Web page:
Tuesday, February 25, 2014

Dirty Laundry

Maytag vintage advertisement
approx. 1950
My mother did not get an automatic washer in the farmhouse until the late 1960s. Until that time, she used a wringer washing machine, not a Magtag, but similar to the one pictured at the top of the advertisement. The washer was kept in a corner of the porch and rolled out on laundry day. A small bench was placed behind the washer. A large copper boiler for the rinse water sat on this bench.

Hot water (boiled on the stove) for the washer and copper boiler were hauled from the kitchen to the porch.

The clothes were sorted and piled on the kitchen floor in the order they would be washed. Sheets, whites, colors, and finally coveralls and jeans.

The washer had a lever on the side that started the agitator. When the clothes were clean, they were "fished" out of the washer, run through the wringer and then placed in the hot water of the copper boiler for rinsing. Then the clothes were run through the wringer once more and taken outside to be hung on the clothesline, even in the Winter.

In Winter the clothes would freeze and at the end of the day were brought into the house and draped over chairs until they thawed. Sometimes, the frozen jeans actually stood by themselves, until they thawed.

The washer had a hose on the side that which allowed the water in the tub to be pumped out. Some days, the water in the tub was changed once or twice, depending on how dirty the clothes were that particular day.

Getting an automatic washer and dryer made laundry day a lot less work.

Do you have special memories of laundry day?


  1. I don't think Mom had and automatic washer until the folks moved to Glenrock in '71. Growing up the wringer washer was in the basement. Luckily was able to run a hose from the water taps to the washing machine and the double deep rinse tubs. Even after getting a dryer she preferred hanging the wash outside. Do you remember the fun of getting an item unwound from the wringers?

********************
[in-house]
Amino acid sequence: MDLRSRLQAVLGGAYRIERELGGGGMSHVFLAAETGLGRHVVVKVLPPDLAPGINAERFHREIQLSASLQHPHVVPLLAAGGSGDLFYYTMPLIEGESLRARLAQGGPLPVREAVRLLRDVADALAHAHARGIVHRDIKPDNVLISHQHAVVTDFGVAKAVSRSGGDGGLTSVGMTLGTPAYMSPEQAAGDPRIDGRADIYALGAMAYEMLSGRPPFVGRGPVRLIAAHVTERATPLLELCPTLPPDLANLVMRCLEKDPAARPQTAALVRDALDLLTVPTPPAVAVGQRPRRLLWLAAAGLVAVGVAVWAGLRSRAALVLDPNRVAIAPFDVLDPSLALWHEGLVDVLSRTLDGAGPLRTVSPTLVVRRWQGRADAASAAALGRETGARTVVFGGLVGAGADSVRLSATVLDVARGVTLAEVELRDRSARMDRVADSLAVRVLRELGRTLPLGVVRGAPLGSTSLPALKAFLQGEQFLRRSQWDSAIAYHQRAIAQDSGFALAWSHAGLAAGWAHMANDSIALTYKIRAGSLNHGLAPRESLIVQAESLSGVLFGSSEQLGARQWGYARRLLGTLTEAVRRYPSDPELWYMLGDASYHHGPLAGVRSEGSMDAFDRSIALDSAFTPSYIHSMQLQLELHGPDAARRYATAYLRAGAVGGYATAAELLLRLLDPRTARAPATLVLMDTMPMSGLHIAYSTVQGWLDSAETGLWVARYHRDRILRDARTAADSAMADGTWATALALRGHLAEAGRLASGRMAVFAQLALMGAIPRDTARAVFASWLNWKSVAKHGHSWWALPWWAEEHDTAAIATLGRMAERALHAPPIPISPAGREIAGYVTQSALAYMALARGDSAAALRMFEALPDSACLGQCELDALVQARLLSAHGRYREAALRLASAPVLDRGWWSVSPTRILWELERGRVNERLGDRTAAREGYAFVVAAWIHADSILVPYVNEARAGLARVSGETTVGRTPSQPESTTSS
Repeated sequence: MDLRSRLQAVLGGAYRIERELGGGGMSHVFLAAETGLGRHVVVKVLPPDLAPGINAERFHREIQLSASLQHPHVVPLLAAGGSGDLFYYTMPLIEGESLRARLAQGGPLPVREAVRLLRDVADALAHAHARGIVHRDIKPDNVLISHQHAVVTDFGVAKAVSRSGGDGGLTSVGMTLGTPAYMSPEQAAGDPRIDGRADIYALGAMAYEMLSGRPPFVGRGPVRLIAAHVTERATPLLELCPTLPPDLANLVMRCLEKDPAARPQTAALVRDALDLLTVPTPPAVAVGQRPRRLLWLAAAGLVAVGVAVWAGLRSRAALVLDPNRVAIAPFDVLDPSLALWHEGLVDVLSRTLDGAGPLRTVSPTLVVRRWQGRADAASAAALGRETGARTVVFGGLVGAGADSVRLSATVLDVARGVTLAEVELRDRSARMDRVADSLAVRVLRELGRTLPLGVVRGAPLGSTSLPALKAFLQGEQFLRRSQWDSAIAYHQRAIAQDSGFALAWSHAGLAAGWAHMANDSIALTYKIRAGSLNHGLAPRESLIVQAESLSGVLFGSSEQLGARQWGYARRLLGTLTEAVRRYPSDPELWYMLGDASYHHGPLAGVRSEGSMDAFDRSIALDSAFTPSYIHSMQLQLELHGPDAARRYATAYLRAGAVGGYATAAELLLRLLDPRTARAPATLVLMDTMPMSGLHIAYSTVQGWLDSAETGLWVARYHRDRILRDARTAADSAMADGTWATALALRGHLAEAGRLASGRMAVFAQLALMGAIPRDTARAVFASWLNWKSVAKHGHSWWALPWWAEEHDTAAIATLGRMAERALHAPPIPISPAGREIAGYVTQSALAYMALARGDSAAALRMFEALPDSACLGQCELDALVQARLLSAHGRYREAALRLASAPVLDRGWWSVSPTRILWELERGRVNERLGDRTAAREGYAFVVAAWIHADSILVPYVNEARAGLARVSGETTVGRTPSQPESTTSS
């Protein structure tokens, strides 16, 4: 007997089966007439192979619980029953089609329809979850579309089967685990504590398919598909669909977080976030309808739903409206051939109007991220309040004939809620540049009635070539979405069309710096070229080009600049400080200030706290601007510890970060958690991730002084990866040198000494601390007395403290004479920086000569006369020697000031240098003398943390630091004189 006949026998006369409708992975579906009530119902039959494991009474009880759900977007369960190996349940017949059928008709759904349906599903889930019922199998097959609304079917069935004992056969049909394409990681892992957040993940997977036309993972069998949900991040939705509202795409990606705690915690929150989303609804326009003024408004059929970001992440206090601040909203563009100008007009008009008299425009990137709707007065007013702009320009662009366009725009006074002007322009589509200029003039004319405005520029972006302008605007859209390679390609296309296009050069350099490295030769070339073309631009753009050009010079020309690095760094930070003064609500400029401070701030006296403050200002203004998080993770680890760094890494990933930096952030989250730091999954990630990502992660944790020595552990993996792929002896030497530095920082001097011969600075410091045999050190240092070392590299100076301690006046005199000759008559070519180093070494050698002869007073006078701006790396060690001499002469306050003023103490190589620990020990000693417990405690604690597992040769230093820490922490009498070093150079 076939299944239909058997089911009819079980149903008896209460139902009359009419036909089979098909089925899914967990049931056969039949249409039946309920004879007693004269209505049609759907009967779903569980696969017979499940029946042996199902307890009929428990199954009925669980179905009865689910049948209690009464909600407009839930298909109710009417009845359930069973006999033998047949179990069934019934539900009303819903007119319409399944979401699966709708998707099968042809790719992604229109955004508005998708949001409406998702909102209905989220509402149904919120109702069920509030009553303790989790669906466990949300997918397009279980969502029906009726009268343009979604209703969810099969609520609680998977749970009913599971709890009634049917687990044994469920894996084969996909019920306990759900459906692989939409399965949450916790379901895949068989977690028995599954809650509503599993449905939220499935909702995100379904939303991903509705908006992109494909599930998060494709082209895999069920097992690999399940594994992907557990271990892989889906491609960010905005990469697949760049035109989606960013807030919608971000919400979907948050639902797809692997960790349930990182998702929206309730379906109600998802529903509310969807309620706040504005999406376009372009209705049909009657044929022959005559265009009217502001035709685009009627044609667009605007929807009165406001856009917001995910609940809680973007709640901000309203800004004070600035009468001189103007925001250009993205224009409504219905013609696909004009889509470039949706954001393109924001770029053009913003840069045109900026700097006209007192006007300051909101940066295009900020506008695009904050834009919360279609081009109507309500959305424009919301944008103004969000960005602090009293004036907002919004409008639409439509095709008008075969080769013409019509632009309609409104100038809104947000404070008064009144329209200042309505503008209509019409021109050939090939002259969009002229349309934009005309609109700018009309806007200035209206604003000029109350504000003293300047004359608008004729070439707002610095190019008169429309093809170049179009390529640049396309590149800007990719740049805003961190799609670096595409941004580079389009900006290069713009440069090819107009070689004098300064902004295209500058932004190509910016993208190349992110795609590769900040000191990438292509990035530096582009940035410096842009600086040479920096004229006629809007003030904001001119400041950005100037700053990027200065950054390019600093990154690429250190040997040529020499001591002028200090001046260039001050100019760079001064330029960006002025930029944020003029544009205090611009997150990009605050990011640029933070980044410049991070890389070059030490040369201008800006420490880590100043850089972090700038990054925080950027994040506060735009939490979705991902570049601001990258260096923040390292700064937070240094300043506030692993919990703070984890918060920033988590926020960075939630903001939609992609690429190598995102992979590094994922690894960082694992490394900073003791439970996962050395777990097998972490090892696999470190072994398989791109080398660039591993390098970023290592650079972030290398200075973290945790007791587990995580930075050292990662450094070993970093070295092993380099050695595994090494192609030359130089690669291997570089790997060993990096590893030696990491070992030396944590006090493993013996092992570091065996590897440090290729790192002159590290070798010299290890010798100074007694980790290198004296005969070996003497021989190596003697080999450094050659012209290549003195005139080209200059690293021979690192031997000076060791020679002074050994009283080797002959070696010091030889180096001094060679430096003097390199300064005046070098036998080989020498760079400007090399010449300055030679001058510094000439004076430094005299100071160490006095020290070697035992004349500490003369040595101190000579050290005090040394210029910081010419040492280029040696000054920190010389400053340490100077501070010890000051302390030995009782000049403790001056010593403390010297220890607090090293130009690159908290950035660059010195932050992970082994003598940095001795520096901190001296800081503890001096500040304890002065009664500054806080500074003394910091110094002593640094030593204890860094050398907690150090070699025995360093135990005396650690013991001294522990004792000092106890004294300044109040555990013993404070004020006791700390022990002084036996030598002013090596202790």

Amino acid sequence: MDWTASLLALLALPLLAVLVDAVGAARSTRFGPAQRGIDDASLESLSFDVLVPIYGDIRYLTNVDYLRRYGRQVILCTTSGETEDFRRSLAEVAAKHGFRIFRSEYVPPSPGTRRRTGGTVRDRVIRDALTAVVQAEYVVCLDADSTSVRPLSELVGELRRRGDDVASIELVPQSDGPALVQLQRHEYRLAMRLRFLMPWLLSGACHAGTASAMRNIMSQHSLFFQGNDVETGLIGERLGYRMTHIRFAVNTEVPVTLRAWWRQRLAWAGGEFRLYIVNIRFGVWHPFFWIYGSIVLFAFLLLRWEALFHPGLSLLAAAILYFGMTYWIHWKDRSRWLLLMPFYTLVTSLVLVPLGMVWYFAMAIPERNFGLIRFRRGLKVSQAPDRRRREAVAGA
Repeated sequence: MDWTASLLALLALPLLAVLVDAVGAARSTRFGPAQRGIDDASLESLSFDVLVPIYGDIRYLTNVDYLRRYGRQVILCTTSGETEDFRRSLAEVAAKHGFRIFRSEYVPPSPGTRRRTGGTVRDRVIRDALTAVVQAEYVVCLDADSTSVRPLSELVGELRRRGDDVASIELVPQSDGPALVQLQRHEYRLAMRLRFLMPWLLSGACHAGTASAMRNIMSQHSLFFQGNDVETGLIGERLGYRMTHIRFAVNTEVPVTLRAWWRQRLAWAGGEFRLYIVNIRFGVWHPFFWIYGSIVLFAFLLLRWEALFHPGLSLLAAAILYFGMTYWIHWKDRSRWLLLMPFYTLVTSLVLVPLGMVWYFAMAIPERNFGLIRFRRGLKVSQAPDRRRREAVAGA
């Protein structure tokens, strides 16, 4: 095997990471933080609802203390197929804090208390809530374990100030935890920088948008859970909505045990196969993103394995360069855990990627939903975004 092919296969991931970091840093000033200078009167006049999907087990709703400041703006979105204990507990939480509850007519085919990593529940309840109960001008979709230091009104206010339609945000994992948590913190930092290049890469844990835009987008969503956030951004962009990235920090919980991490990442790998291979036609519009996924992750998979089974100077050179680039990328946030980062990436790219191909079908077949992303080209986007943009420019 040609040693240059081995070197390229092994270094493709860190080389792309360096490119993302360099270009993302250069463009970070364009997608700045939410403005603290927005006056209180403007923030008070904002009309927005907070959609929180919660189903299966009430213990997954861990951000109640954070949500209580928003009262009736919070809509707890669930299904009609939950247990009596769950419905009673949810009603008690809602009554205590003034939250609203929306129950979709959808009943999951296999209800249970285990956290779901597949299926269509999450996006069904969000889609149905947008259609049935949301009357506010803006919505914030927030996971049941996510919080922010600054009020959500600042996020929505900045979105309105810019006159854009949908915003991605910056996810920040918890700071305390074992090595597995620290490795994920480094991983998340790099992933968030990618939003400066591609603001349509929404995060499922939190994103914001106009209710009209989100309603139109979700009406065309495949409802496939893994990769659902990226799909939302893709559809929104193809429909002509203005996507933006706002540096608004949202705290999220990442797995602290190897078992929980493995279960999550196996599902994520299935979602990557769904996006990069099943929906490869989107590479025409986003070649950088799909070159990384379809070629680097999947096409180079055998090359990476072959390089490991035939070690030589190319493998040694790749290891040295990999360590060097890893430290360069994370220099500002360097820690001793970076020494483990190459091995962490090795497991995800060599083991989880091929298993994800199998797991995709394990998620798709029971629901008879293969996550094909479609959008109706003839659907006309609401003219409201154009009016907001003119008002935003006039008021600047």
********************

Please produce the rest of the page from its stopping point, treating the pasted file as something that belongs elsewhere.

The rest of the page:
2. My grandmother had a similar setup. I remember she always wore a sunbonnet that she had sewn herself when she was outside washing clothes or hanging them on the line. In the winter she would sometimes take the wet clothes to a public laundry and use their coin operated dryers.

  3. We had an old wringer washer in the side yard of the house. I well remember using our old wash tubs to save the water...then when it was properly used, it drained to a place under the apricot tree. The fishing worms were the best from that spot! A huge event was when we got an electric wringer washer...my big brother promptly got his hand and arm stuck in there and most the hide came off his arm! Big scars to this day...we never did have a dryer, just the clothes line...I remember the smell of linens off the line, the smell was wonderful. I remember also...everything, everything, everything was ironed...even the pillowcases and sheets!!

  4. I don't. My mom always had a modern washer and dryer. But, I'm sure the neighbor to us could tell stories --- into the late 1960s, she still had a wringer washer. For our suburban Philadelphia neighborhood, THAT was an antique. LOL

    I DO remember my grandma using "blueing" in her laundry. That was something my mom didn't do.